Through this common theme of the violation of love and sexuality, both Dumas and Eliot are rejecting a sterile environment that conditions human impotence. But what is essentially, for Eliot, a religious appeal is for Dumas, both a religious and a political issue. He is passionately lamenting the loss of human vital essence brought about by the uprooting of blacks from their creative traditions. Nikki Giovanni employs similar images of urban spiritual enervation to sound a call to American democracy for social change. The inner city, as she sees, in "For Saundra," is turned into a landscape of death: "no trees grow / in manhattan." For Giovanni, however, the way to transform this oppressive situation lies not in an aesthetic of "memory," but through a militant consciousness driven by radically revolutionary tactics: "maybe i shouldn't write/ at all/ but clean my gun/ and check my kerosene supply."

Adopting the alien culture and its foreign mode of conceptualization, as far as Dumas is concerned, intensifies black Americans' exposure to self-estrangement, a problem which Allan defines as "our vulnerability to loss of meaning, to confusion about who we are and what we should do, what our role is in society and what our society's role is in history" (31). It is the "dissociation of sensibility" which Ngugi diagnoses as an effect of the colonized person's separation "from his natural and social environment" that Dumas conveys through the sense of a split personality, suggested via his refusal to name the two voices heard in "Echo Tree."

As this story suggests, in reorientating himself through a religious or mythological mode of perception the individual finds unity within himself and with his community. In the symbolic drama between the halves of the divided self, a voodoo conjuration is enacted as healing rite, or mode of cultural reclamation for the urbanized and spiritually atrophied "character." In this manner, the "lost" cultural self is reunited with the life-affirming power of generations of ancestors. This is why the ceremony (a voodoo "ceremony of the souls" which is associated with the Yoruba god Elegbara, and the Haitian god Legba, represented as having one foot in the past and one in the future) calls up, from the past, the soul of his "cursed" companion's dead brother whose name is Leo, synonym for lion, and a correlative for Afro-Americans' African familial bonds, the grounding of their true identity.

The significance of Dumas's reference to the voodoo ceremony lies in both African and New World traditions, especially the Haitian revolution, which was initiated, as Taylor points out, by the moral force and organization produced by the loas of the religion. A strategy for social and political change, this mode of cultural expression, Taylor further explains, held liberating significance for slaves in the Caribbean. The slave had found that by acting out of his African-based religious world view he was able to convert his ritual acts into a force for social transformation and for restoring order and meaning to his community. Thus he turned his religion into a political instrument that would enable him "to survive in a situation of oppression, to resist that oppression, and, ultimately, to bring about emancipation" (117). The shared correspondences between the messianic and political structures in the art and the folk culture are illustrative of the symbolic potential for addressing the question of liberation which the artist finds in his literary use of ethnographic structures and symbols.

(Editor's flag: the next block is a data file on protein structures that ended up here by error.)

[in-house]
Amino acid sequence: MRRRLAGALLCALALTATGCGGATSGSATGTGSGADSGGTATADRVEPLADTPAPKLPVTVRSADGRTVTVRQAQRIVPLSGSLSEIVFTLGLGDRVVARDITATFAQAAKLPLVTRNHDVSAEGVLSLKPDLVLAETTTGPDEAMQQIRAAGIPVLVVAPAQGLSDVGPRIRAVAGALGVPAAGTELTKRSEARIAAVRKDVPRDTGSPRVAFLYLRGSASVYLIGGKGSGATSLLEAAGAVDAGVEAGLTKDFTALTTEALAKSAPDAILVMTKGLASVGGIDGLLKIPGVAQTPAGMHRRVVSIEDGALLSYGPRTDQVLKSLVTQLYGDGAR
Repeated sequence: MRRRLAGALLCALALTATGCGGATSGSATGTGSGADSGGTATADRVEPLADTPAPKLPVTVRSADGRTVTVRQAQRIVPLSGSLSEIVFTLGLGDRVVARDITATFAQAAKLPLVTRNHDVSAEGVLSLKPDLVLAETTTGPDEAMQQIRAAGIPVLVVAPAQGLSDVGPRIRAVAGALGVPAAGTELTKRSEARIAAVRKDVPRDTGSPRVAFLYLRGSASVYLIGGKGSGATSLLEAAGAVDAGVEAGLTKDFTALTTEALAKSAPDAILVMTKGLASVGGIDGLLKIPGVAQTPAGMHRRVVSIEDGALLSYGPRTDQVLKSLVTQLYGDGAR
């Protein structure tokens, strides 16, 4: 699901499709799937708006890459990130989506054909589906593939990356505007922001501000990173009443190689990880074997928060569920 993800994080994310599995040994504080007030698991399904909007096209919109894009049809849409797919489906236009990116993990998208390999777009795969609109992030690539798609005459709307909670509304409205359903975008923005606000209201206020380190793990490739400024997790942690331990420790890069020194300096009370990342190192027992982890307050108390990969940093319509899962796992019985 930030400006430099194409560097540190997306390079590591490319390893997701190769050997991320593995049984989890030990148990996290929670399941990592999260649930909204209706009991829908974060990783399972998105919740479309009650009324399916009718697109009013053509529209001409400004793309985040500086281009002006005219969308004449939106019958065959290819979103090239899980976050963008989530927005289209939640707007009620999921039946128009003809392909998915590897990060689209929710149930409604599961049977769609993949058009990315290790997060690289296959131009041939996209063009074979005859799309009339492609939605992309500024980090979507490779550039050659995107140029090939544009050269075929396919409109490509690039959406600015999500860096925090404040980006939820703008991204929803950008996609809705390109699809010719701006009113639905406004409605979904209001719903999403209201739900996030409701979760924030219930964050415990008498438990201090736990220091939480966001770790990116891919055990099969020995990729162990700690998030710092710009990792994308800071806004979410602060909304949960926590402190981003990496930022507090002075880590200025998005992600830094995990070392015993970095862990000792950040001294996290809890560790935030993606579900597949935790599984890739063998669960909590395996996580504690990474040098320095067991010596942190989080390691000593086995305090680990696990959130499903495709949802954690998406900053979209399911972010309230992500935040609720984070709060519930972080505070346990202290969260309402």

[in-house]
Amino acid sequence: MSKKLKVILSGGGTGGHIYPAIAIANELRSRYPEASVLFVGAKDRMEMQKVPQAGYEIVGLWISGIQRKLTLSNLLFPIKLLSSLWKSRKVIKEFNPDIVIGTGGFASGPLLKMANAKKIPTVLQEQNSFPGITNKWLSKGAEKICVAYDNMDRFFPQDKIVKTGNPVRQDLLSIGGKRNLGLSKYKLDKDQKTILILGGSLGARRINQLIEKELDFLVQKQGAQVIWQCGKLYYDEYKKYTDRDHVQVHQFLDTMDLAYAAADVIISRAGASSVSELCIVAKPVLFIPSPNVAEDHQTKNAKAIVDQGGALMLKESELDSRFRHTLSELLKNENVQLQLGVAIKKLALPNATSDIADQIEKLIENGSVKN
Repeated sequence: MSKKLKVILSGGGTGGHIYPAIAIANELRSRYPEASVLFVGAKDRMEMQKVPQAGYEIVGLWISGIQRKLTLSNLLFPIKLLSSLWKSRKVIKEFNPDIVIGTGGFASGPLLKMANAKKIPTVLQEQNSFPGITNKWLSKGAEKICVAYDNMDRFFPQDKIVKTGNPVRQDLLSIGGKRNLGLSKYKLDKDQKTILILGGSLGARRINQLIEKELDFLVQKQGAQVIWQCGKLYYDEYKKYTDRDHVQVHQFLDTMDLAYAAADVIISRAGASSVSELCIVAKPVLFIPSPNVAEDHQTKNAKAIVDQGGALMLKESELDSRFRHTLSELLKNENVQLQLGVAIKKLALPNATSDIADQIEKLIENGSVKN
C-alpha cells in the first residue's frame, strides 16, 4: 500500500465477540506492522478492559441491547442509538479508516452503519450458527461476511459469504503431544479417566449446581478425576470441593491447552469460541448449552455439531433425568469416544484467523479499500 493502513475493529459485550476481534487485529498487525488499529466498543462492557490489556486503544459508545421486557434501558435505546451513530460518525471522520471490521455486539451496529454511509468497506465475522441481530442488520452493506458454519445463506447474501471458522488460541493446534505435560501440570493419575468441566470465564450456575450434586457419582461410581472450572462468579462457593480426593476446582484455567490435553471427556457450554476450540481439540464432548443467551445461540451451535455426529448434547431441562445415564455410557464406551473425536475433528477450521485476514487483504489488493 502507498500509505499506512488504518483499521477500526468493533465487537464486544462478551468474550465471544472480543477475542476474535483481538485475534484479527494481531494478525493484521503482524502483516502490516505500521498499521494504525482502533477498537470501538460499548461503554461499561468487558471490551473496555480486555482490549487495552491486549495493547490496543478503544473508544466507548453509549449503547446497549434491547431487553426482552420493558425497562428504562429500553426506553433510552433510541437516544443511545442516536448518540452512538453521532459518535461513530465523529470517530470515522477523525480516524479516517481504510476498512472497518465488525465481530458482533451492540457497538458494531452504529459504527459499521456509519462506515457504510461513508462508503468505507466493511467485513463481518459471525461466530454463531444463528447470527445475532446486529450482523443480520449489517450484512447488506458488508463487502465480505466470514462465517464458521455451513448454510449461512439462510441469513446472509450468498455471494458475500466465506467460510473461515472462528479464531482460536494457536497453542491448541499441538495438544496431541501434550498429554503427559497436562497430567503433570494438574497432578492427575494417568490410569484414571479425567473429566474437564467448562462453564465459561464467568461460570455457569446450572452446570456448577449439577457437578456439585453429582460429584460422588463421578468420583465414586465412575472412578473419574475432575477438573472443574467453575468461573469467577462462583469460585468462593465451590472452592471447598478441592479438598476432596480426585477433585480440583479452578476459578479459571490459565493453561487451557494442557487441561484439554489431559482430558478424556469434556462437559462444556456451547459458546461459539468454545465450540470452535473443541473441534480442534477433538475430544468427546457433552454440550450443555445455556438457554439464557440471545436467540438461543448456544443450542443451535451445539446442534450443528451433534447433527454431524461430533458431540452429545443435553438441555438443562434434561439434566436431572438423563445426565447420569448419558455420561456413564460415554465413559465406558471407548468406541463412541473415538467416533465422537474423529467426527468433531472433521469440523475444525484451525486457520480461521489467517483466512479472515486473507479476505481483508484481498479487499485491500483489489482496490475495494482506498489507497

The salvational principle behind Dumas's use of the religious invocation is similar to that which the cultural anthropological study of Michael Laguerre, in "The Place of Voodoo in the Social Structure of Haiti" also, describes as important to the use of voodoo as a political force. The voodoo spirits, as Laguerre states, served to create a center of unity within the oppressed community, providing strength to the group members, making them conscious of their power, and encouraging their hope even in the most difficult moments of their struggles for liberation (44). The slaves, then, saw voodoo as a means for addressing their alienation, and for defining their "conscious place of differentiation from the world of their masters." The loas "carriers of cultural order," embodied an alternative tradition, and were trusted by the slaves to eliminate "the social disorder that was slavery" (117).

This "quest for relevance," for a meaningful resolution to the struggle against social and cultural domination is centrally projected, in the art of . . . Dumas, via a pervasive iconography of life-death images that suggest the artists' faith in human rebirth as a principle of the individual's innate creative capacity. The counterbalancing rhythms of nature, implicit in the archetypal life cycle—a concern also connected to African traditional values—function as an image of the tenacious life force, or immanent energy and potential for freedom in the lives of the oppressed.

[. . .]

In "Will the Circle Be Unbroken?" (a reference to the Afro-American Negro spiritual) Dumas associates New World black folk music with traditional forms of African magic. This inherent preoccupation with the power of the creative imagination is an attempt to realize, through art, the kind of revolutionary or innovative consciousness that the writer thinks that Afro-Americans need in order to rescue themselves from their oppressed social circumstances. Dumas is pointing here to the spiritual attainment of the race as a mode of social power, capable of staging an imaginative inversion of the status of black people, historically marginalized, exploited, and oppressed in American society.

[. . .]

Dumas too seeks self-liberation as, fundamentally, an inner phenomenon, a defiant self-acceptance. The poet's religious preoccupation is, essentially, a response to the decay of values attached to traditional ideas and structures. The disintegration of one's culture, the turning away from one's roots under pressure of colonial ethnocentric codes becomes, for the poet, a perversion of one's real self that now needs to be redeemed: